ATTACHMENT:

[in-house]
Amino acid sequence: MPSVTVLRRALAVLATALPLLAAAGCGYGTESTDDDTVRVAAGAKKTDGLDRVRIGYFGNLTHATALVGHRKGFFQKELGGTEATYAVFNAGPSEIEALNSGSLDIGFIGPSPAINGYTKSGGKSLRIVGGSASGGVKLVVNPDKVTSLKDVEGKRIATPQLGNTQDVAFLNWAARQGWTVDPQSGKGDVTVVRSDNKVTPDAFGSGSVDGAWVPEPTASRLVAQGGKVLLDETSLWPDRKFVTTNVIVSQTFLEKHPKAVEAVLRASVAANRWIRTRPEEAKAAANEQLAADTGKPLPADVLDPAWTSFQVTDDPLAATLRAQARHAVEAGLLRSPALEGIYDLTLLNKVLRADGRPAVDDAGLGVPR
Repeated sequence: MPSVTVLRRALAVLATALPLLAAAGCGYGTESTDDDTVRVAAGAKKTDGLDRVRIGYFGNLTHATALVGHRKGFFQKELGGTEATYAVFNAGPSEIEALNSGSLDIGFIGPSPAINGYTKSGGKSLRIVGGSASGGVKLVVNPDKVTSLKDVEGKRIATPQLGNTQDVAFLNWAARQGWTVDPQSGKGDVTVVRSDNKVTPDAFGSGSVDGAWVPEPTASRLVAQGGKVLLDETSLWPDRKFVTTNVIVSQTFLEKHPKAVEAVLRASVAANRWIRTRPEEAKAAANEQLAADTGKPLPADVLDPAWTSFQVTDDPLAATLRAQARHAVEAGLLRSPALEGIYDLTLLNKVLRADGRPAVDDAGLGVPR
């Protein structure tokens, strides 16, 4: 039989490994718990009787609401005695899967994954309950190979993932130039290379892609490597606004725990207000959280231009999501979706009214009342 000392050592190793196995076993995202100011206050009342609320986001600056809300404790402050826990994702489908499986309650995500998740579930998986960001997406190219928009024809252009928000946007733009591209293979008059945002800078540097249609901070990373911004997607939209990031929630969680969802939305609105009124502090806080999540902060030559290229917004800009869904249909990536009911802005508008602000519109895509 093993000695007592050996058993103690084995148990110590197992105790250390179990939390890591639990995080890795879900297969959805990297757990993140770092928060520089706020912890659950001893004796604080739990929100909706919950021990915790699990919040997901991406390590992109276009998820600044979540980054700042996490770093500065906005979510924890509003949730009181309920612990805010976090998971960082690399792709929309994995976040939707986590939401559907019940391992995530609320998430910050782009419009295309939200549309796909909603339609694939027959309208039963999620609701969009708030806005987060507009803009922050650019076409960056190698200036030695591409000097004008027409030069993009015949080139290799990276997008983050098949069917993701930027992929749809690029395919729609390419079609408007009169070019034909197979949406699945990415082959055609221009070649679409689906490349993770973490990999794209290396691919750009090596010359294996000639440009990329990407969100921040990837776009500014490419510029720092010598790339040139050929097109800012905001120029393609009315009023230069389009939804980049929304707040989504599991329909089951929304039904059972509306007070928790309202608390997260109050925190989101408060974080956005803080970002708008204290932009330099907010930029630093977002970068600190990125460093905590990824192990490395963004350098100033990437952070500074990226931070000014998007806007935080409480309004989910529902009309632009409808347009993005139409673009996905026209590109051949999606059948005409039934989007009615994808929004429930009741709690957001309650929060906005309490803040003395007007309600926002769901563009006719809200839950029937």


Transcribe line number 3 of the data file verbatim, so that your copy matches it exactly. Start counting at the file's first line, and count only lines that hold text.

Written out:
Repeated sequence: MPSVTVLRRALAVLATALPLLAAAGCGYGTESTDDDTVRVAAGAKKTDGLDRVRIGYFGNLTHATALVGHRKGFFQKELGGTEATYAVFNAGPSEIEALNSGSLDIGFIGPSPAINGYTKSGGKSLRIVGGSASGGVKLVVNPDKVTSLKDVEGKRIATPQLGNTQDVAFLNWAARQGWTVDPQSGKGDVTVVRSDNKVTPDAFGSGSVDGAWVPEPTASRLVAQGGKVLLDETSLWPDRKFVTTNVIVSQTFLEKHPKAVEAVLRASVAANRWIRTRPEEAKAAANEQLAADTGKPLPADVLDPAWTSFQVTDDPLAATLRAQARHAVEAGLLRSPALEGIYDLTLLNKVLRADGRPAVDDAGLGVPR